Life Is Good On the HillOct 01, 2021 08:15AM ● By Lilace Mellin Guignard
There’s a new venue in the town of Sylvester in Brookfield Township, just outside Westfield. Okay, not really new. For generations, the Mead family has owned and operated a dairy business, a construction business, a logging business, and currently a USDA custom meat processing facility on several hundred acres. With that history, adding another wasn’t unusual.
Not that Rick Mead and his wife Veronica planned to do this. Their hilltop was cleared in the 1970s when Rick’s dad, Dick Mead, was a youth baseball coach and there weren’t enough fields to practice and play on. “Dad bulldozed a spot and held practices. Problem solved,” says Veronica. That space, always called simply “On the Hill,” became a favorite family gathering area. Wood from an old farmhouse on site was used to build the first pavilion, then years of camping, picnicking, and archery shooting followed. “The kids learned how to ride bikes up on that bank,” she points.
When it came time for their middle daughter, Traci, to get married, she asked if she could have her wedding under the huge oak tree that had held a tire swing in her youth. “Okay,” Rick thought, “we’ll update the pavilion and have a wedding.” But it soon became apparent that wouldn’t be big enough. Rick, who has designed and built buildings, started looking around at the wood and other items he could reclaim. A plan for a new pavilion and large building soon fell into place. The pavilion was started in May 2020, the large building was started in June 2020, and Traci’s wedding was celebrated at the end of August 2020. It was a frenzy of work with the building not yet completely finished, but the wedding was beautiful. Several more weddings have since been held there. “The word got out and calls are coming in, so I guess we’re in business!”
The site has just the right mix of trees and openness. The large oak that Traci loves has center stage, watching over the outdoor area, having become a leafy chapel of sorts—as well as their logo. There’s room for attendants on either side of the bride and groom, as well as a place for the officiant. Solid hemlock benches, beautifully weathered, are angled in fan formation on either side, as well as extra room for those who prefer to stand. A concrete path winds between the benches from the large building that houses the bridal suite upstairs over the kitchen. There are three bedrooms, a well thought-out bathroom that allows a bevy of women to get ready at once, and a back door with balcony and stairs. Veronica chuckles, “I tell all the brides that if they get cold feet they can sneak out the back.”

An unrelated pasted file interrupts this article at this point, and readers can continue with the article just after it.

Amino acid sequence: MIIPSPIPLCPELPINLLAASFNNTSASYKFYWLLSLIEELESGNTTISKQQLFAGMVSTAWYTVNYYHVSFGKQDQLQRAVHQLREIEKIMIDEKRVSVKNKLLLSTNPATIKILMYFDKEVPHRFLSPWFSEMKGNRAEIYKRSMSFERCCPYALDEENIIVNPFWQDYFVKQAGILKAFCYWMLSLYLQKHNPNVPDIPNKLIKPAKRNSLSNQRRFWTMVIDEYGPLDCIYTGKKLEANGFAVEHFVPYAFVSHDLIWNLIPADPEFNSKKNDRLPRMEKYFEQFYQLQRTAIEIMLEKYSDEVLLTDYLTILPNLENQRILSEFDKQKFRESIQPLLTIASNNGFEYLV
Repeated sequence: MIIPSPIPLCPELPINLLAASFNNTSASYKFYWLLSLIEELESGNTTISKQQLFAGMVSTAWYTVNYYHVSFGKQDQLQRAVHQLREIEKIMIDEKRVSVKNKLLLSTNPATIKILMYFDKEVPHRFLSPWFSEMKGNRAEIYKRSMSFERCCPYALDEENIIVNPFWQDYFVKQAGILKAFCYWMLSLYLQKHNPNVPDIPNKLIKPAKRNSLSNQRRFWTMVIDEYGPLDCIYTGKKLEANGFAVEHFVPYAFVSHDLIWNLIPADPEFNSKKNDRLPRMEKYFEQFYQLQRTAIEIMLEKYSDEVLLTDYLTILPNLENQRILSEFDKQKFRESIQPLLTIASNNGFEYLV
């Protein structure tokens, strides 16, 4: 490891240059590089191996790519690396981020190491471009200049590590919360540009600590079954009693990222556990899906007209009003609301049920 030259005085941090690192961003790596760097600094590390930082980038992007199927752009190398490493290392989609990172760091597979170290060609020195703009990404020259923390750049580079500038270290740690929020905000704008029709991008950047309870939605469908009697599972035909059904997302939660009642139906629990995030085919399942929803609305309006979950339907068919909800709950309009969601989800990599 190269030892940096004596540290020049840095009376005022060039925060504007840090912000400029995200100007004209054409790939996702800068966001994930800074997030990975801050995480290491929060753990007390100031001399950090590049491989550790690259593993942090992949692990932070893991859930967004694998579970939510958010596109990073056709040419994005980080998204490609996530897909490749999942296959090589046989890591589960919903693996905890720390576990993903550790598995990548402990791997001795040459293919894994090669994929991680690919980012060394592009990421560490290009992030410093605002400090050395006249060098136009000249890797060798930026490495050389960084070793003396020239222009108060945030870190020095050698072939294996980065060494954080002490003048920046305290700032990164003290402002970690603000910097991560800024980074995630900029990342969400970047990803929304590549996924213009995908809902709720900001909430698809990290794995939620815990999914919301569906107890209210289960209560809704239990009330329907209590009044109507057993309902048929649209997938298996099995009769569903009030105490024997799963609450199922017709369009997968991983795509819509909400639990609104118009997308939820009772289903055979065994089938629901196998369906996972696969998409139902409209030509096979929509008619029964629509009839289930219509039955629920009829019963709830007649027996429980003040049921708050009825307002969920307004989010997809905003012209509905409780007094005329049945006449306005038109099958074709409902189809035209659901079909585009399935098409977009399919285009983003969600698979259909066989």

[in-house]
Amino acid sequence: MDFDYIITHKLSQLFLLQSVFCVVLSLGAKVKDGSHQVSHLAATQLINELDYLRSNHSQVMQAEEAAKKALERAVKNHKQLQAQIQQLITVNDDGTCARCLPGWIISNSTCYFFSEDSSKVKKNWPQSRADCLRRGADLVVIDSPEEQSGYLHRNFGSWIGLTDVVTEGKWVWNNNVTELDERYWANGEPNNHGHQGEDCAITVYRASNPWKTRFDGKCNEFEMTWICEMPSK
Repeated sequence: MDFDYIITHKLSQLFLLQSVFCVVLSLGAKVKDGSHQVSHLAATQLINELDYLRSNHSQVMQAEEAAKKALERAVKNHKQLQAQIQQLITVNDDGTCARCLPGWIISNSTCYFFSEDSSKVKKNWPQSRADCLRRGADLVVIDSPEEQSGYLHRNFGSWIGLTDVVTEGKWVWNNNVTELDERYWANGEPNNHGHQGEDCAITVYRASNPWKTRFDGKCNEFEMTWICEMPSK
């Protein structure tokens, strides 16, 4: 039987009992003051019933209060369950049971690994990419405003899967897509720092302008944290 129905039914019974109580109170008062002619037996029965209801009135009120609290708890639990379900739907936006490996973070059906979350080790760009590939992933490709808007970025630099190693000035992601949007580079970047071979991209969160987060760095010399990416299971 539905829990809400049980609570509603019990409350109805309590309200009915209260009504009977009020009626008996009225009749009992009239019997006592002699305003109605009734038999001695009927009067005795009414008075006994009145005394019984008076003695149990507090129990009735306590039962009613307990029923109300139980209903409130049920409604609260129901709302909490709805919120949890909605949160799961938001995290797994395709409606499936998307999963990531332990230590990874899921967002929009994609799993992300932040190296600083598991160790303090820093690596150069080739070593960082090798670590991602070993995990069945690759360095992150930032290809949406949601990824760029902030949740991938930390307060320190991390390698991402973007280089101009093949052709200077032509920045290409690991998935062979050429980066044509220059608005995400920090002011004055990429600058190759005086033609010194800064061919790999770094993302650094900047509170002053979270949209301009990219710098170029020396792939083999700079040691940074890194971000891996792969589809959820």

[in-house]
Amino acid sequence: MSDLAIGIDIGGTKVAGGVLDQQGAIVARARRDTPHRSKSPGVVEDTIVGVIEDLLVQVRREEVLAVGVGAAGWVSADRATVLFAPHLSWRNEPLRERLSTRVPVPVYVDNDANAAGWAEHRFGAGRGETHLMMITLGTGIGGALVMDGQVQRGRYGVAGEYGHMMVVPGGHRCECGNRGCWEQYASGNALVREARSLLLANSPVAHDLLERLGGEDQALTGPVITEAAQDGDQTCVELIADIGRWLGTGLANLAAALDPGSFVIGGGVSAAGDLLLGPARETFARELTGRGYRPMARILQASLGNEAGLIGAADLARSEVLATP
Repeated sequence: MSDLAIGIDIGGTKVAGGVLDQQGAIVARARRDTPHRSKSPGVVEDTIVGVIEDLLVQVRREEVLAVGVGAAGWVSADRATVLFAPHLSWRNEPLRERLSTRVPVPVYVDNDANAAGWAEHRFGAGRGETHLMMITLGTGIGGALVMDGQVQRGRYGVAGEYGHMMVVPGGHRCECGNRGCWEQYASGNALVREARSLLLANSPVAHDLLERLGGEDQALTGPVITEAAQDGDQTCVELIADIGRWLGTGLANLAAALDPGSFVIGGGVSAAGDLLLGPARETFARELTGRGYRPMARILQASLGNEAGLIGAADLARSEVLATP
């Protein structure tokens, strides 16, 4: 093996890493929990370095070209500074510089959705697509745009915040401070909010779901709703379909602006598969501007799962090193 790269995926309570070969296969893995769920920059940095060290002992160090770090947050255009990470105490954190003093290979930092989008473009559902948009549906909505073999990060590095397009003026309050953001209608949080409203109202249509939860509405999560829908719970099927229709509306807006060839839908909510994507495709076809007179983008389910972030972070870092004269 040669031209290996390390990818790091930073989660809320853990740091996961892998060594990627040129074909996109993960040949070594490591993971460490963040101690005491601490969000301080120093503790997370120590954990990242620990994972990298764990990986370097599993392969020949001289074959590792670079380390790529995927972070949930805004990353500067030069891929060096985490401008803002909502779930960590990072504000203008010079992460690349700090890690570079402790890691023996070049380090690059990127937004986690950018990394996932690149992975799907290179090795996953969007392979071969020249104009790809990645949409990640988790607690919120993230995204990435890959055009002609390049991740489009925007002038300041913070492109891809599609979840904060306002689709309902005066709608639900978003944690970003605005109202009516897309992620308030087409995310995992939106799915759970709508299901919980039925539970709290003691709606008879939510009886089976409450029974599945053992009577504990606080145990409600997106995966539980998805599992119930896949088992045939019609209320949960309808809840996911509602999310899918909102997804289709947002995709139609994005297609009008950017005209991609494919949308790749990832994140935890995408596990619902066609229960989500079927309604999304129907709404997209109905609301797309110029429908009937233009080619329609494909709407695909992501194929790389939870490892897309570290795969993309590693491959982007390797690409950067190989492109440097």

Below is 6,600 square feet of well-lit space that includes an ash wood dance floor and a heated concrete floor under the tables. It’s big enough that—should the couple prefer or the weather insist—the ceremony can be held inside. Near the kitchen stretches a long serving table made from reclaimed wood under a light fixture made from an old farm ladder. Above the dance floor, there’s a loft for musicians or a DJ. And of course there’s a live-edge wooden bar with a warm luster just waiting for a reason to celebrate. Those renting the space are responsible for hiring a caterer and bringing the booze, but the venue includes a kegerator, ice machine, and full-service kitchen.
In nice weather, there are options for outdoor eating. A new pavilion has replaced the old family one, and now includes rooms and bathrooms where groomsmen can get ready. The outside is wired for electric so music and lights are no trouble. In front of the pavilion is a swing set, volleyball sand court, horseshoes, and plenty of space for other games. Off to the side is room for many campers and RVs. Joe and Kali Dennison were married there in May 2021 and appreciated having the ability for folks to camp there all Memorial Day weekend. “We enjoyed being out in the middle of nowhere with no ‘quiet hour’ and no need for folks to travel to and from the site,” says Joe. “It was great. The indoors and outdoors flow together and having so many options makes it less stressful to plan for contingencies.”
Being able to have the space for the entire weekend means not having to separately book a rehearsal space.
Oddly enough, the pandemic brought the Meads some good luck. The builders Rick wanted to work with weren’t sure how to fit it in to their schedules, but when businesses starting shutting down they asked if he was ready to go. “People suddenly had the time and some were worried about being stuck with a lot of inventory. I got some great deals on trusses and spray foam,” Rick explains. The dryness of that summer also worked in their favor. The concrete floors went in quickly. “The Lord works in mysterious ways,” is something he says more than once.
They have more plans for On the Hill, like adding a bandstand and more hookups for RVs.
It’s changed up there, for certain. But growing from a purely family spot to a place for others to also gather for special events seems like a natural evolution. The website is still under construction. For more information on what packages are available and to arrange a site visit, contact Traci McCarthy at On the Hill Events at (814) 367-5803 or [email protected].